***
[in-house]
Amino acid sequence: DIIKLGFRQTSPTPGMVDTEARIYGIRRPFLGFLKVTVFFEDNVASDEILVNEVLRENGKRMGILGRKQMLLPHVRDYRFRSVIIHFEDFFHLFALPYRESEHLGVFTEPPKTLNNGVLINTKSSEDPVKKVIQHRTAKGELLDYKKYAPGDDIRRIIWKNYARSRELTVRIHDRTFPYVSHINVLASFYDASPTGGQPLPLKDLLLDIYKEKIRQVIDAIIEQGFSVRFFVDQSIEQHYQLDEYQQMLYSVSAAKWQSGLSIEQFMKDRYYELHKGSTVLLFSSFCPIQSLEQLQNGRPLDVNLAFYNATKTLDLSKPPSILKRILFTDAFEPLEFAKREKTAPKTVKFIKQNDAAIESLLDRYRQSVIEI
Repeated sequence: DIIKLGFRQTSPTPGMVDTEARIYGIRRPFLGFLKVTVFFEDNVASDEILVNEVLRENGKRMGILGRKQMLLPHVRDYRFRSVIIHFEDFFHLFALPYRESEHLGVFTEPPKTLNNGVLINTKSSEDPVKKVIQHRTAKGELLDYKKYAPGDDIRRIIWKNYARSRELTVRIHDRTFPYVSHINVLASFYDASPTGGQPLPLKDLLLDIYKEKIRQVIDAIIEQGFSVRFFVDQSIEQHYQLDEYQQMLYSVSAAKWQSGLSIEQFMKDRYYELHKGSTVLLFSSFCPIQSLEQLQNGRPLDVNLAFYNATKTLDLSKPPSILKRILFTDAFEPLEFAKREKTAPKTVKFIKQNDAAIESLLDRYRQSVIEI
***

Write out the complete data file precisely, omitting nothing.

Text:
[in-house]
Amino acid sequence: DIIKLGFRQTSPTPGMVDTEARIYGIRRPFLGFLKVTVFFEDNVASDEILVNEVLRENGKRMGILGRKQMLLPHVRDYRFRSVIIHFEDFFHLFALPYRESEHLGVFTEPPKTLNNGVLINTKSSEDPVKKVIQHRTAKGELLDYKKYAPGDDIRRIIWKNYARSRELTVRIHDRTFPYVSHINVLASFYDASPTGGQPLPLKDLLLDIYKEKIRQVIDAIIEQGFSVRFFVDQSIEQHYQLDEYQQMLYSVSAAKWQSGLSIEQFMKDRYYELHKGSTVLLFSSFCPIQSLEQLQNGRPLDVNLAFYNATKTLDLSKPPSILKRILFTDAFEPLEFAKREKTAPKTVKFIKQNDAAIESLLDRYRQSVIEI
Repeated sequence: DIIKLGFRQTSPTPGMVDTEARIYGIRRPFLGFLKVTVFFEDNVASDEILVNEVLRENGKRMGILGRKQMLLPHVRDYRFRSVIIHFEDFFHLFALPYRESEHLGVFTEPPKTLNNGVLINTKSSEDPVKKVIQHRTAKGELLDYKKYAPGDDIRRIIWKNYARSRELTVRIHDRTFPYVSHINVLASFYDASPTGGQPLPLKDLLLDIYKEKIRQVIDAIIEQGFSVRFFVDQSIEQHYQLDEYQQMLYSVSAAKWQSGLSIEQFMKDRYYELHKGSTVLLFSSFCPIQSLEQLQNGRPLDVNLAFYNATKTLDLSKPPSILKRILFTDAFEPLEFAKREKTAPKTVKFIKQNDAAIESLLDRYRQSVIEI